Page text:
The Atacama Desert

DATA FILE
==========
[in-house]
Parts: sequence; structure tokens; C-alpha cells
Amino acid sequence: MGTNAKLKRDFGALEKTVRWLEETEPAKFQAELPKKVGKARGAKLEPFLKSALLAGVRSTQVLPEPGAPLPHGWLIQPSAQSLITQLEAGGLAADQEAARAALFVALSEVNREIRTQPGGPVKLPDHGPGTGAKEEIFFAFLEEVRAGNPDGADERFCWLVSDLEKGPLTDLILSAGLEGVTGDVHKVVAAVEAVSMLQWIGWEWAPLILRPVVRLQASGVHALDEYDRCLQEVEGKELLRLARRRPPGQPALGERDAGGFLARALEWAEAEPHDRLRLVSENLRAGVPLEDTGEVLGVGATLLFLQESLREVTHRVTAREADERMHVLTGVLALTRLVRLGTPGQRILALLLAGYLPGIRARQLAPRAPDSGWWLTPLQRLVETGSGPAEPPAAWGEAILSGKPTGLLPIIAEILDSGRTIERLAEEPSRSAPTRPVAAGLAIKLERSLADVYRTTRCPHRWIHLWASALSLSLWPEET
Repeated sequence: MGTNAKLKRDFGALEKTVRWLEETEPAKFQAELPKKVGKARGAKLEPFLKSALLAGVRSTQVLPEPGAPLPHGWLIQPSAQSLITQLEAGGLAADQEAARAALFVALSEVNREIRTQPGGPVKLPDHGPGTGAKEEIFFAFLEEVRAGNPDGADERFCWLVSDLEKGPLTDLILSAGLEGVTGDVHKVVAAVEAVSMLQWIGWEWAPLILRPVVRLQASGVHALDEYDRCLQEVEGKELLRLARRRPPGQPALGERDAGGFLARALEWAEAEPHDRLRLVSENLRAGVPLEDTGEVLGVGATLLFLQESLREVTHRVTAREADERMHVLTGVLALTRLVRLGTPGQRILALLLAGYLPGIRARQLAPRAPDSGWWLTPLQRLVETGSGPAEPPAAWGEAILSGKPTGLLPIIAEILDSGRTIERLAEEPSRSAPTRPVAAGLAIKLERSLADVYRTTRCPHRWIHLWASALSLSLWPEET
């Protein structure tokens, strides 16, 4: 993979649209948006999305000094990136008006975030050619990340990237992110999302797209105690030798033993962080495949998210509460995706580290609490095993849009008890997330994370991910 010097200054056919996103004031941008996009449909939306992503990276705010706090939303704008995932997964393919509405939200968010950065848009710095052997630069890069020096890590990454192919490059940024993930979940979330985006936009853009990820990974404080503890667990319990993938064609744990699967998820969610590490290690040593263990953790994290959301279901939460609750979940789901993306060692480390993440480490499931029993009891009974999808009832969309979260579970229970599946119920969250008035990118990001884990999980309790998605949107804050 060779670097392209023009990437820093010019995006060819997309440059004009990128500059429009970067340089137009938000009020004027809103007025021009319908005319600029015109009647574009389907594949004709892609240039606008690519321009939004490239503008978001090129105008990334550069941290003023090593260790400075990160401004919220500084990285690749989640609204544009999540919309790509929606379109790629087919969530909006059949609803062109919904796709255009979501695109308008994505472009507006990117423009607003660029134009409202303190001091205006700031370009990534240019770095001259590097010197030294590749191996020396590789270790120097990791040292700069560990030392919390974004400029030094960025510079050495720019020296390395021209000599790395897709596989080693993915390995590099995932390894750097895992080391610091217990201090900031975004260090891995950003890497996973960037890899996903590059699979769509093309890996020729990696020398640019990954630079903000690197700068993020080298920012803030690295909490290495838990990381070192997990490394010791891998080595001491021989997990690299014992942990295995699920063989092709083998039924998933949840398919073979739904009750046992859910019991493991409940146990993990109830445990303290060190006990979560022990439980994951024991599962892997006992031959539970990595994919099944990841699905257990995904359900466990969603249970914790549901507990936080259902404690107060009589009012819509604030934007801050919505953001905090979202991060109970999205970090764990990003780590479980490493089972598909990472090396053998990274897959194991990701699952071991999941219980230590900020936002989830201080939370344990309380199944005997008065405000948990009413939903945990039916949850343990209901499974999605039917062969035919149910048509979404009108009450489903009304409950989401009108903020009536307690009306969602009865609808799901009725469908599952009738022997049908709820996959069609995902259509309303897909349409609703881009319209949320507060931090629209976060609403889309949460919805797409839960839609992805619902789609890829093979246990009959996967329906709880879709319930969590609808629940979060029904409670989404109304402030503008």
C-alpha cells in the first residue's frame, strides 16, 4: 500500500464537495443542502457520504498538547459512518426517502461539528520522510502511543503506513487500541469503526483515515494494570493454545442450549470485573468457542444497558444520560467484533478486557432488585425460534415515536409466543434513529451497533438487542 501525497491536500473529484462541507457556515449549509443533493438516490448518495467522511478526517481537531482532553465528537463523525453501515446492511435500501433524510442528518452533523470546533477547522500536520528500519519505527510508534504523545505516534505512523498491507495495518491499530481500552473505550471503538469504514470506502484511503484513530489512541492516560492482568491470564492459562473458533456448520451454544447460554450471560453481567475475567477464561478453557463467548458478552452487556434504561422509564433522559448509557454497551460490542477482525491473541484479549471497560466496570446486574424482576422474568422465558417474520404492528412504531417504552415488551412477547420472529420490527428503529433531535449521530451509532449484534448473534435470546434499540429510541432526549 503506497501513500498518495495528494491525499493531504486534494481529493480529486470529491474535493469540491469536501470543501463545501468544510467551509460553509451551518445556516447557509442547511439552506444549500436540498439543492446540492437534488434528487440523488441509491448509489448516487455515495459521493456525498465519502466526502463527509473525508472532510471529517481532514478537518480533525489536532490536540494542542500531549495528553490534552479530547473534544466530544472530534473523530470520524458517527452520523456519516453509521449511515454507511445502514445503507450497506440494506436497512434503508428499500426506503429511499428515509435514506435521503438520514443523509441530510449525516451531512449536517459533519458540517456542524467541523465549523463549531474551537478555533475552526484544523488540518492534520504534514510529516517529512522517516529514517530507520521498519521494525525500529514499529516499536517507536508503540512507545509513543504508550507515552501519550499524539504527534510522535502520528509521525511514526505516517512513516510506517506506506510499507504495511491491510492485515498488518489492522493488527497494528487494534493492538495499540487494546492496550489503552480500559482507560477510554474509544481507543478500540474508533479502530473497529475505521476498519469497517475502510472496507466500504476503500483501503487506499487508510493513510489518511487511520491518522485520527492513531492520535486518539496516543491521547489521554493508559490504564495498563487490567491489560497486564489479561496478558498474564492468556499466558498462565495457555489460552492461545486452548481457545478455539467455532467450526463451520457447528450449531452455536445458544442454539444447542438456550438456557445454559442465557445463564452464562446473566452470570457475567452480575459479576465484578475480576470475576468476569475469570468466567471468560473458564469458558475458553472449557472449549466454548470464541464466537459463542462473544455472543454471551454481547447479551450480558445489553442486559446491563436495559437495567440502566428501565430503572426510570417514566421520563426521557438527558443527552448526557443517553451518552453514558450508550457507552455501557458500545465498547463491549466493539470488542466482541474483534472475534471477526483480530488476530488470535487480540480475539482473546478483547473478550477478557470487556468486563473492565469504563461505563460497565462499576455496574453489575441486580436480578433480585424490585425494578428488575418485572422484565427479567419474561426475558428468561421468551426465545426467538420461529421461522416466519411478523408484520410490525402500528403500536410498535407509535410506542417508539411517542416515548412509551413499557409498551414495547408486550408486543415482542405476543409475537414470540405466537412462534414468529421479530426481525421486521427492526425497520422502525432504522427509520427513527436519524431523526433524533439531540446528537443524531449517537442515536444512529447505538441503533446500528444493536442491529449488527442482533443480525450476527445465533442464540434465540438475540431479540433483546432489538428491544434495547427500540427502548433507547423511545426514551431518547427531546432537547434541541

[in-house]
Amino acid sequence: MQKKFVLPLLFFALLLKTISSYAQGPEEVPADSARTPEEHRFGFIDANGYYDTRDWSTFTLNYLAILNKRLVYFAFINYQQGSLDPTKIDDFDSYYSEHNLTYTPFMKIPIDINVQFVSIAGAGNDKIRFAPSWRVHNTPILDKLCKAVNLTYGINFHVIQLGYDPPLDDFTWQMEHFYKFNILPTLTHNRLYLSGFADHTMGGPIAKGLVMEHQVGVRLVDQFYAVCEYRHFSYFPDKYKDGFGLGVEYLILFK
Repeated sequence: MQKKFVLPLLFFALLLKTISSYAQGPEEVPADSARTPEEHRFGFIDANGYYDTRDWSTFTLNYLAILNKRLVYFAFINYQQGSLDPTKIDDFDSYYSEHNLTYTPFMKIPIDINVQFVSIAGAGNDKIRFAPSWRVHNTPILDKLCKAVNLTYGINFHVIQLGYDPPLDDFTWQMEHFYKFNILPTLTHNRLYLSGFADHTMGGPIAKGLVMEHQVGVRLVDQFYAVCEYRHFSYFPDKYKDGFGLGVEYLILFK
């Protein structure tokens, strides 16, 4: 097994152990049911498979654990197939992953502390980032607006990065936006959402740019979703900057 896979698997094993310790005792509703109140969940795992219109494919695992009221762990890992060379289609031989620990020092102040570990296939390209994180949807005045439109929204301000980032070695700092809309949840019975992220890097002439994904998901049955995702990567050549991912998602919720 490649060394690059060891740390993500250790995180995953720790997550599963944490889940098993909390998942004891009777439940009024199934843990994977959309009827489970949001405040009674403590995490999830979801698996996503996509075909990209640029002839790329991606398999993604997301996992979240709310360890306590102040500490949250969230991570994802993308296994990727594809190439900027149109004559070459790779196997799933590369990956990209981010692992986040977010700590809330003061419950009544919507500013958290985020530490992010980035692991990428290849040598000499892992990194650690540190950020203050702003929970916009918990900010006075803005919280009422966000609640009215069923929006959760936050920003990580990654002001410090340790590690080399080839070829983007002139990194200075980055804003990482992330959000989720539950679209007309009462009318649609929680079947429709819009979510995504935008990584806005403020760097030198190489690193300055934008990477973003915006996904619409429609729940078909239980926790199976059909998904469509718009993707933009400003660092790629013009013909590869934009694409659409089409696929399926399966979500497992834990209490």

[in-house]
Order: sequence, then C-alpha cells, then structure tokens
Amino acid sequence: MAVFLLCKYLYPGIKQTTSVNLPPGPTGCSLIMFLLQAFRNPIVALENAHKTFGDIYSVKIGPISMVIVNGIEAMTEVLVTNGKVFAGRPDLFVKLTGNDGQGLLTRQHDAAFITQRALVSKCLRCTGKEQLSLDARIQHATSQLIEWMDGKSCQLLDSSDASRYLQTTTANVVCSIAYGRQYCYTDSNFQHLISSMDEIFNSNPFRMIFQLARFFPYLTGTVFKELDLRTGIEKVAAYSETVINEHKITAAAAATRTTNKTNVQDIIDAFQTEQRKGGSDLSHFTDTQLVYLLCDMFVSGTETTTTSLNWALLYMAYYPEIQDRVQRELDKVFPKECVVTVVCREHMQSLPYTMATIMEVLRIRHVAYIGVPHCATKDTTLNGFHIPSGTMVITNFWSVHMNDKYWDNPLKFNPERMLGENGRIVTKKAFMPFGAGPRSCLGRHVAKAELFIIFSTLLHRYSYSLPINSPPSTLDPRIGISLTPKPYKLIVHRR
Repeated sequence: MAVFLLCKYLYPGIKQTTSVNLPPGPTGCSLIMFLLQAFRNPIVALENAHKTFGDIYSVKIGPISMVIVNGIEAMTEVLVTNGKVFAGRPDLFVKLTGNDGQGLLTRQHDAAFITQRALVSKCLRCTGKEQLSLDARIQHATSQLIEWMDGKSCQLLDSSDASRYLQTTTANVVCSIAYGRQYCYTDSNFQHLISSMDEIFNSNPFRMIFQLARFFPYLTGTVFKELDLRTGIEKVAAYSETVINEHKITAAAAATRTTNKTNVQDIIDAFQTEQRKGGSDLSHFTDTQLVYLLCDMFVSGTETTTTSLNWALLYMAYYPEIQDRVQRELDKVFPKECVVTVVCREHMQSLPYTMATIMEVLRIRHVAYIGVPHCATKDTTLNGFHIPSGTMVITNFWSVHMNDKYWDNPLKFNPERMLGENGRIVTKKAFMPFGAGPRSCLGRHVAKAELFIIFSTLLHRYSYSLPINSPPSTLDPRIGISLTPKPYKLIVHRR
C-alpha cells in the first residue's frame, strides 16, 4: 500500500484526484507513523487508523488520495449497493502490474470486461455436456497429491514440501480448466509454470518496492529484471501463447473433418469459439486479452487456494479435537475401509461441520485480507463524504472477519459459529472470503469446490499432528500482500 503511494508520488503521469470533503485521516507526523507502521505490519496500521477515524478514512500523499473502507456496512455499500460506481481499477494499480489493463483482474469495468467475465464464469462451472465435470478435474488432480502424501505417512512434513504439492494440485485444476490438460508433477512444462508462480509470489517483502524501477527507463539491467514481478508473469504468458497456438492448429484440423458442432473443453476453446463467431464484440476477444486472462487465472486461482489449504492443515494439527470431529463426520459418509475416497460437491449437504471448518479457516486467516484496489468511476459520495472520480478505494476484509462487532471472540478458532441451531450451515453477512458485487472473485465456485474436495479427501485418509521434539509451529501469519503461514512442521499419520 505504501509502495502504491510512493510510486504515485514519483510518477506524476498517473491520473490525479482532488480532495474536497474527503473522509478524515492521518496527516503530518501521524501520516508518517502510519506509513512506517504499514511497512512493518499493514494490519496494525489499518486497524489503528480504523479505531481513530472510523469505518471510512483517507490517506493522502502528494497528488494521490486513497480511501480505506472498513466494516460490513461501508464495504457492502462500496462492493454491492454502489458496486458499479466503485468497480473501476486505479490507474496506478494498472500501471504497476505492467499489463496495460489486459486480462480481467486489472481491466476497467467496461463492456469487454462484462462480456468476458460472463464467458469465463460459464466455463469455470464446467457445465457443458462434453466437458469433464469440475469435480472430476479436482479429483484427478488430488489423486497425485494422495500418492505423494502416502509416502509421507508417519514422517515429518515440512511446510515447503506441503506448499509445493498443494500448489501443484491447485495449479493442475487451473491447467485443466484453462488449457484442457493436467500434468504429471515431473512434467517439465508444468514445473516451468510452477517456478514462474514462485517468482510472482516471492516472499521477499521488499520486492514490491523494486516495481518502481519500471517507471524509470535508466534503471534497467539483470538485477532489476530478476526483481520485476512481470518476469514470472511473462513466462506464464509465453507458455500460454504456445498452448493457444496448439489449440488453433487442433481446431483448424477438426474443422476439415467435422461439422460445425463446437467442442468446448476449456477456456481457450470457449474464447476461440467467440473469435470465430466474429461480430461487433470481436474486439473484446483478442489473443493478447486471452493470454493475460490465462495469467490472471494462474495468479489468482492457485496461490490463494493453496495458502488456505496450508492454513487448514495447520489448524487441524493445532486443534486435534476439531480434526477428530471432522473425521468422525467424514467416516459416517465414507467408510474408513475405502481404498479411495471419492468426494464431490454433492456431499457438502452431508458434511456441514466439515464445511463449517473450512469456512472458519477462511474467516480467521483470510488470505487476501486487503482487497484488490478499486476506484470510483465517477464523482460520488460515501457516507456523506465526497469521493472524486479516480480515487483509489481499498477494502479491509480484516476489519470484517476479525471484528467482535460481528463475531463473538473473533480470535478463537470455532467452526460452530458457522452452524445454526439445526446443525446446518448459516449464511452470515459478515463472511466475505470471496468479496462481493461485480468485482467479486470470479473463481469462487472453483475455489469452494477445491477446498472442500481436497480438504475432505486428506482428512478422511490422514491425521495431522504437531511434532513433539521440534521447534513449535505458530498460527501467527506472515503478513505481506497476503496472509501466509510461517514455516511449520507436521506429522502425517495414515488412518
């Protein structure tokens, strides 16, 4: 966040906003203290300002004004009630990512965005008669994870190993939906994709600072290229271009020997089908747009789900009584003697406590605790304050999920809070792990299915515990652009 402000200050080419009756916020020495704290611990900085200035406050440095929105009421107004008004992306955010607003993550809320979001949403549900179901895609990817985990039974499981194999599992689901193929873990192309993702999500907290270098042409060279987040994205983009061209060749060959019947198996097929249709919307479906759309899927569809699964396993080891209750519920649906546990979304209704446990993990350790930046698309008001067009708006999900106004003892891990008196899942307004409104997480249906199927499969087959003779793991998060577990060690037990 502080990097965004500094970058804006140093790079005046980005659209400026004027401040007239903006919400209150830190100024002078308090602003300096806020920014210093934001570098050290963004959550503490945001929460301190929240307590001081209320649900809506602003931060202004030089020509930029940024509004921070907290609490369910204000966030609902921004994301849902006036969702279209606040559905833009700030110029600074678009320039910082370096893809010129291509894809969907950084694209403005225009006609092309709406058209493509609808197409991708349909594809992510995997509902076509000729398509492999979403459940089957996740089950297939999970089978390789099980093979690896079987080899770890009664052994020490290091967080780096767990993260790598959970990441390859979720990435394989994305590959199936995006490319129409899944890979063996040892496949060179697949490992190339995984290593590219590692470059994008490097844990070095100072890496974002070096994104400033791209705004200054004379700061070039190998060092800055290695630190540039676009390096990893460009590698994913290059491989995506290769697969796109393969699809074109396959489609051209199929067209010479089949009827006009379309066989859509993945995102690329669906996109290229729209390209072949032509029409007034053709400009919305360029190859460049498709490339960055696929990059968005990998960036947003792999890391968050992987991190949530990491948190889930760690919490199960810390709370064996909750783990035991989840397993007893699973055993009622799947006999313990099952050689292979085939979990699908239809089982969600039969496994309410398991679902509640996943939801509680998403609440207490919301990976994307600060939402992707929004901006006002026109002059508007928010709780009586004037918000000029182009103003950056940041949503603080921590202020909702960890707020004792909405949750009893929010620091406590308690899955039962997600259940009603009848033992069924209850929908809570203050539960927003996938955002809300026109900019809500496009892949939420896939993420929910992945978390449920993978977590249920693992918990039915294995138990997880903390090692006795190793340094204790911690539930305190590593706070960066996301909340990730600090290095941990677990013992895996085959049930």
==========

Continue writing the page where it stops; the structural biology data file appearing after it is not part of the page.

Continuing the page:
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The Atacama Desert Abstract Exclusive of the largest mountain ranges and oceans, earth’s most well-known physical features are its great desert regions. The word desert often conjures up ideas of open expanses of sand and towering dunes blown by perpetual wind and dust storms. Moreover, deserts are often categorized as being strictly sandy, hot, and extremely dry. Only part of this assumption is correct. Furthermore, the categorizing of deserts as such illustrates how little knowledge many people in fact have of desert regions of the earth. The notion that all deserts are hot and sandy is especially erroneous. The surrounding landforms, air temperature, and soil composition have no bearing on whether or not a climate region is classified as a dessert. The sole characteristic used in classifying climate regions as a desert is aridity; a lack of moisture (Cressy 390). Deserts can be defined as regions where less than 10 inches of liquid equivalent precipitation falls each year. A better definition is any climatic region where evaporation substantially exceeds precipitation for most of the year (Cressey 390). Thus, based on this definition it is clear that deserts are not regulated to hot low latitude regions of the earth. Deserts are found at all latitudes, and encompass all air temperature ranges found on earth. Deserts types range from hot hyper-arid deserts such as the Sahara to less known and rather unusual cool coastal deserts such as the Atacama. Although the Atacama does embody hyper-arid characteristics, the Atacama Desert is generally classified as a cool coastal desert. The remainder of this paper will focus specifically on the physical characteristics of the Atacama Desert. Topography Located in northern Chile... ... middle of paper ... ...tley, Adrian J. “150 million years of climatic stability: evidence from the Atacama Desert, northern Chile.” Journal of the Geological Society 162.3 (2005):421-. Kampf, Stephanie K. "Evaporation and land surface energy budget at the Salar de Atacama, Northern Chile." Journal of Hydrology 310.1-4 (2005):236-. Lamb, Simon. “Cenozoic climate change as a possible cause for the rise of the Andes.” Nature 425.6960 (2003):792-. Light, Mary. “Atacama Revisited: “Desert Trails” Seen from the Air.” Geographical Review 36.4 (1946):525-545. Mooney. “Atmospheric Water Uptake by an Atacama Desert Shrub.” Science 209.4457 (1980):693-694. Oppenheimer, Robert. "National Capital and National Development: Financing Chile." The Business History Review 56.1 (1982):54-75. Rudolph, William. “The Rio Loa of Northern Chile.” Geographical Review 17.4 (1927):553-585.

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